Ironic Monkeys, not just for being iconic anymore...



posted on Apr, 18 2007 @ 08:31 AM
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Originally posted by Mirthful Me
Indeed...

The thought of some "Caped Poosader" taking to the ATS skies, smiting the evil trolls, helping little old ladies post, and rewarding all the good little boys and girls for quality content is ludacris.

Ironic Monkeys, not just for being iconic anymore...


Yeah MM, us monkeys have to stick together.
It's nice to know that there is another brother monkey out there.
We even met on the level, which is totally sweet too.




posted on Apr, 18 2007 @ 10:54 AM
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Another religious joke.

Anyway it is a copy from Rama Shinta, the Hanoman!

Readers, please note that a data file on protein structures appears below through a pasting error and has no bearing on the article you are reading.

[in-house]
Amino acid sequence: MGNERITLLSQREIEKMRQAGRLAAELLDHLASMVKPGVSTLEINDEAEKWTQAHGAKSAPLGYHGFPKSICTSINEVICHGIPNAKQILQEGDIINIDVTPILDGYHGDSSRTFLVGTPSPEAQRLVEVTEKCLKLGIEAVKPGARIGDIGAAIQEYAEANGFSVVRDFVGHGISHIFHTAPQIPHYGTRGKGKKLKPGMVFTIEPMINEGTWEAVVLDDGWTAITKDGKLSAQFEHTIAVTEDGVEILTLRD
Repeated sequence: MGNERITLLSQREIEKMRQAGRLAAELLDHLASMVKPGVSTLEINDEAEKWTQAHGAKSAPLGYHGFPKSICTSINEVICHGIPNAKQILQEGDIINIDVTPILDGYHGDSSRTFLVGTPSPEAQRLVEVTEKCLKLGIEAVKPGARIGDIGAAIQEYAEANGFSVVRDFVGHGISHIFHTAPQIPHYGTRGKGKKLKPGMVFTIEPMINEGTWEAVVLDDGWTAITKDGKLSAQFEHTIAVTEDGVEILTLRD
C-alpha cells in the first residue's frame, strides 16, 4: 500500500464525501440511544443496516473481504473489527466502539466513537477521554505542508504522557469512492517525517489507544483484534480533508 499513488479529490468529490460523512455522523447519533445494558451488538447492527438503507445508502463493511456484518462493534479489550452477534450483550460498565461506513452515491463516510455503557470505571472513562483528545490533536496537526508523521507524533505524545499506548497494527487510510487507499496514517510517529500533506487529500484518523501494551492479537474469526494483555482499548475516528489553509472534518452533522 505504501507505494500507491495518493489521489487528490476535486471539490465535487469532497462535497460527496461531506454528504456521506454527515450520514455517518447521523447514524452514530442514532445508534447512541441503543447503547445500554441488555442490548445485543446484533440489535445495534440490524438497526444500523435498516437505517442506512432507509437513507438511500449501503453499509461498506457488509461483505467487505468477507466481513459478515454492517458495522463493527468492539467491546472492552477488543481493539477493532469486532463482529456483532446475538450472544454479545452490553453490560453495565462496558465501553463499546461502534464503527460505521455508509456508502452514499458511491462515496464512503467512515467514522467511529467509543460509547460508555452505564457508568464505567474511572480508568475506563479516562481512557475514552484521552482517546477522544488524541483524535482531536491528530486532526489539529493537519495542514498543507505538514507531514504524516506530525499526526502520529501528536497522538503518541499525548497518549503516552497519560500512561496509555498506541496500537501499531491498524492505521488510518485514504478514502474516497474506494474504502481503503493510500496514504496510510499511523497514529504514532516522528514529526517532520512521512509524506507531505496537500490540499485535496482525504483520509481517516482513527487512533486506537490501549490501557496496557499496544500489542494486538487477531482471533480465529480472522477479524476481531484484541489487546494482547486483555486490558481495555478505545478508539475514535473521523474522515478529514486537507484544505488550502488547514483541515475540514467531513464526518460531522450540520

posted on Apr, 18 2007 @ 11:01 AM
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I'm sorry that you feel that way.

There are similarities between Hanuman and Sun Wu-K'ung, yes.

But, they have very different and very distinct personalities.
And there is a tremendous difference in their stories and views on the world.
Not to mention that the stories make the specific point that Hanuman was a white monkey and Wu-K'ung was dark brown (not to mention other, much more specific differences in appearance and attitude.)

And to call it a joke, is to laugh in the face of the millions of people who have venerated these stories for hundreds of years.